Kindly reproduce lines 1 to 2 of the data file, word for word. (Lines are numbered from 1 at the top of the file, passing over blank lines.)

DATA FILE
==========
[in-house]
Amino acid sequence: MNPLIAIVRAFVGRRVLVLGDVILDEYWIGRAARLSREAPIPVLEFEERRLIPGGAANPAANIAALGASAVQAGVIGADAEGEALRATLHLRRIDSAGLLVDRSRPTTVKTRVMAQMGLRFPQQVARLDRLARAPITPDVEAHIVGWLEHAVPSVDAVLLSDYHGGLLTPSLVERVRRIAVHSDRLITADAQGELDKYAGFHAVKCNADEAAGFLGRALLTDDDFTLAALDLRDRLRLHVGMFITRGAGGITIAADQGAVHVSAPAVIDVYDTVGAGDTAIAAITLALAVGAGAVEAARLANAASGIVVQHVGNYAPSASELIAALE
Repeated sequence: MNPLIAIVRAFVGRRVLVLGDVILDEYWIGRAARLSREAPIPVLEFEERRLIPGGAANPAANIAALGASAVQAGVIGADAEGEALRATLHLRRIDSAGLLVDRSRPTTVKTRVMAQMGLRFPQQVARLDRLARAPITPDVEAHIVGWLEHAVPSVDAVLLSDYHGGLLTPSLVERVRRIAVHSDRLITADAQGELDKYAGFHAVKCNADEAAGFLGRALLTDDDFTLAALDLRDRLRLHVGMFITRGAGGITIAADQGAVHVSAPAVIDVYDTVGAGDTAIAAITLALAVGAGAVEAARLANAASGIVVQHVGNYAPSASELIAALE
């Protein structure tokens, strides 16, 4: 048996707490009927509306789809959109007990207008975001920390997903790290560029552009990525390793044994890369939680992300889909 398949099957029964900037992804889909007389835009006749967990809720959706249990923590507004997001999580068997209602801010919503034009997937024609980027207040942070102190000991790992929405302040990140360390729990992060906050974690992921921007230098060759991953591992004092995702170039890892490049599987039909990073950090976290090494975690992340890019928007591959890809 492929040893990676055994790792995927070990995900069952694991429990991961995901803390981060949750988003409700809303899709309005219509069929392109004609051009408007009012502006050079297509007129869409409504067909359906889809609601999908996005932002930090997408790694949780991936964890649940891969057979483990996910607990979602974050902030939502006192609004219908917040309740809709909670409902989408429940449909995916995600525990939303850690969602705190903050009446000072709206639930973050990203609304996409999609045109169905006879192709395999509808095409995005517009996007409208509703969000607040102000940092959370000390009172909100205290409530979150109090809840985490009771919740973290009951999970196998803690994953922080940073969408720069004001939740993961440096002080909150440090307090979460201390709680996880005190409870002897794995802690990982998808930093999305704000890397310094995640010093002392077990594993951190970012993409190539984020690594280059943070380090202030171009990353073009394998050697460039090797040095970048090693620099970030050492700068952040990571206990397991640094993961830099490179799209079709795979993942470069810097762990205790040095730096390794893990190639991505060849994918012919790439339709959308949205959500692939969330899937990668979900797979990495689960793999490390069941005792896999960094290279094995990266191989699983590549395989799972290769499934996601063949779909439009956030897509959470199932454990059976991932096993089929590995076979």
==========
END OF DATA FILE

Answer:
[in-house]
Amino acid sequence: MNPLIAIVRAFVGRRVLVLGDVILDEYWIGRAARLSREAPIPVLEFEERRLIPGGAANPAANIAALGASAVQAGVIGADAEGEALRATLHLRRIDSAGLLVDRSRPTTVKTRVMAQMGLRFPQQVARLDRLARAPITPDVEAHIVGWLEHAVPSVDAVLLSDYHGGLLTPSLVERVRRIAVHSDRLITADAQGELDKYAGFHAVKCNADEAAGFLGRALLTDDDFTLAALDLRDRLRLHVGMFITRGAGGITIAADQGAVHVSAPAVIDVYDTVGAGDTAIAAITLALAVGAGAVEAARLANAASGIVVQHVGNYAPSASELIAALE